Having to secure a license to install burglar alarm systems is often the primary reason CE pros do not enter that business.
C.O.P.S. Monitoring, with facilities in New Jersey, Florida and Arizona, is the second largest third-party central station monitoring company in the industry, with approximately 500,000 accounts and more than 3,100 independent alarm dealers from all 50 states (plus Canada and Barbados).
Don Maden, executive vice president of C.O.P.S. Monitoring, answers some key questions about what it takes for integrators to get alarm licensing.
Alarm licensing varies state to state, but is it difficult to obtain?
In general, I think it is more the process that is discouraging to companies considering the alarm industry. There are, however, tougher states. Some of those include Illinois, Florida, Texas and Virginia.
(Editor’s Note: The Electronic Security Association has full details on alarm licensing requirements on a state by state basis. Currently, 37 states plus the District of Columbia require some form of burglar alarm licensing. It can be as simple as a contractor’s license (Nevada) or stipulate licenses solely for fire alarms (Vermont) or monitoring (Oregon), but not for installation. States that do not require licenses to install alarm systems are Indiana, Iowa, Kansas, Kentucky, Mississippi, Missouri, New Hampshire, North Dakota, Ohio, Pennsylvania, South Dakota, Vermont and Wisconsin.)
How often do licensing requirements change?
It is quite dynamic. Dealers should contact their local municipality directly to get definitive information. I would say we learn of new permit/registration requirements almost every week. I would also suggest that, as a way for integrators new to the security market to differentiate themselves, they assist subscribers in the permitting process, because if this is not done promptly and properly, the subscriber may get a fine or lose police response – and may ultimately cancel the monitoring contract.
What are some typical requirements to get licenses?
Corporate filings/registration, insurance policy minimums (General Liability, Errors & Omissions, workman’s comp), background checks, field/industry experience, initial training/testing, employee level registration/ID cards, surety bonds/letters of credit from a financial institution, applicable fees, display of license number on advertising, sales tax, continuing education and more. I am sure there are other items.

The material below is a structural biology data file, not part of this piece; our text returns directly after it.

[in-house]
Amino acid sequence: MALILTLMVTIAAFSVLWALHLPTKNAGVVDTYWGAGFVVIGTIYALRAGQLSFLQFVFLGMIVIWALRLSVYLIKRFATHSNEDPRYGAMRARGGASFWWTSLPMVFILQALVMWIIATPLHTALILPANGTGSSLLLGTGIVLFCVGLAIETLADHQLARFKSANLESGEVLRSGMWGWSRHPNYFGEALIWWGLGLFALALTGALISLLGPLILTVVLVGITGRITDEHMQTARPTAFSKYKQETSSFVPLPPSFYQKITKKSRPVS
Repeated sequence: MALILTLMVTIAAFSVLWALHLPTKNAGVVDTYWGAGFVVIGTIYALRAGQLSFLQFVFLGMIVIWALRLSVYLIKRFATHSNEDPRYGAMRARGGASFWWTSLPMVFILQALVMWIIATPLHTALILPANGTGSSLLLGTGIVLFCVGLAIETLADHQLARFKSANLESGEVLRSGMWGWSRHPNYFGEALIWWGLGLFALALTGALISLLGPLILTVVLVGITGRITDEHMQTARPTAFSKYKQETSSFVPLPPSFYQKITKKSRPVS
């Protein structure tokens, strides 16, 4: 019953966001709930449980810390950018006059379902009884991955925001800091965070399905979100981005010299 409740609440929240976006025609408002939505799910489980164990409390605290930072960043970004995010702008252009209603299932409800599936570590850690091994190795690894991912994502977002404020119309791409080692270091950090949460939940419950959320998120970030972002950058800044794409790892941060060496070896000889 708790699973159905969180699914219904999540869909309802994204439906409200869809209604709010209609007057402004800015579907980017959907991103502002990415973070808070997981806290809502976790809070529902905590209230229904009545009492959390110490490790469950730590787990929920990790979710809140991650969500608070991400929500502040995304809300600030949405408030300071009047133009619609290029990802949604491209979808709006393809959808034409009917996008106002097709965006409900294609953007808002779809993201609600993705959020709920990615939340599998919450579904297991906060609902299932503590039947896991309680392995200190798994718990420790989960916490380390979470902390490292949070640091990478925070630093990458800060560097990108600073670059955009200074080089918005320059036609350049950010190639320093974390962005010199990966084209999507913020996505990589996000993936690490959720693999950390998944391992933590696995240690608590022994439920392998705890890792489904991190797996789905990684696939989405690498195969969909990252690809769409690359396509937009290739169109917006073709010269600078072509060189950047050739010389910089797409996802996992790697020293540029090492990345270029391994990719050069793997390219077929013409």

Perhaps it is comparable in many ways to being a licensed electrician, but I would think the alarm training is not as intense. In many states, an individual is held responsible as the compliance agent/license holder for the company, and this must be in place before the company can get its license. In some cases, you can actually hire an independent compliance agent/license holder. (There are companies who help you find these license holders.)
Are security licenses more difficult to obtain than high-voltage electrical licenses? Why or why not?
I am not sure that they are. The greatest obstacle may be the industry experience. In some states, having the high-voltage license covers the low-voltage (alarm) end.
Why do states require security licenses?
Many claim it is for regulatory issues, with emphasis on consumer protection/safety. Sometimes, though, it is to provide a significant barrier to entry [to prevent new companies from entering the field].
How does a third-party central station like C.O.P.S. help lessen the liability on an integrator installing security?
Dealers do not need to take on the burden of central station licensing and all associated requirements, which in many states can vary from the alarm company license. Plus we are a UL Listed, FM Approved – and highly insured – central station.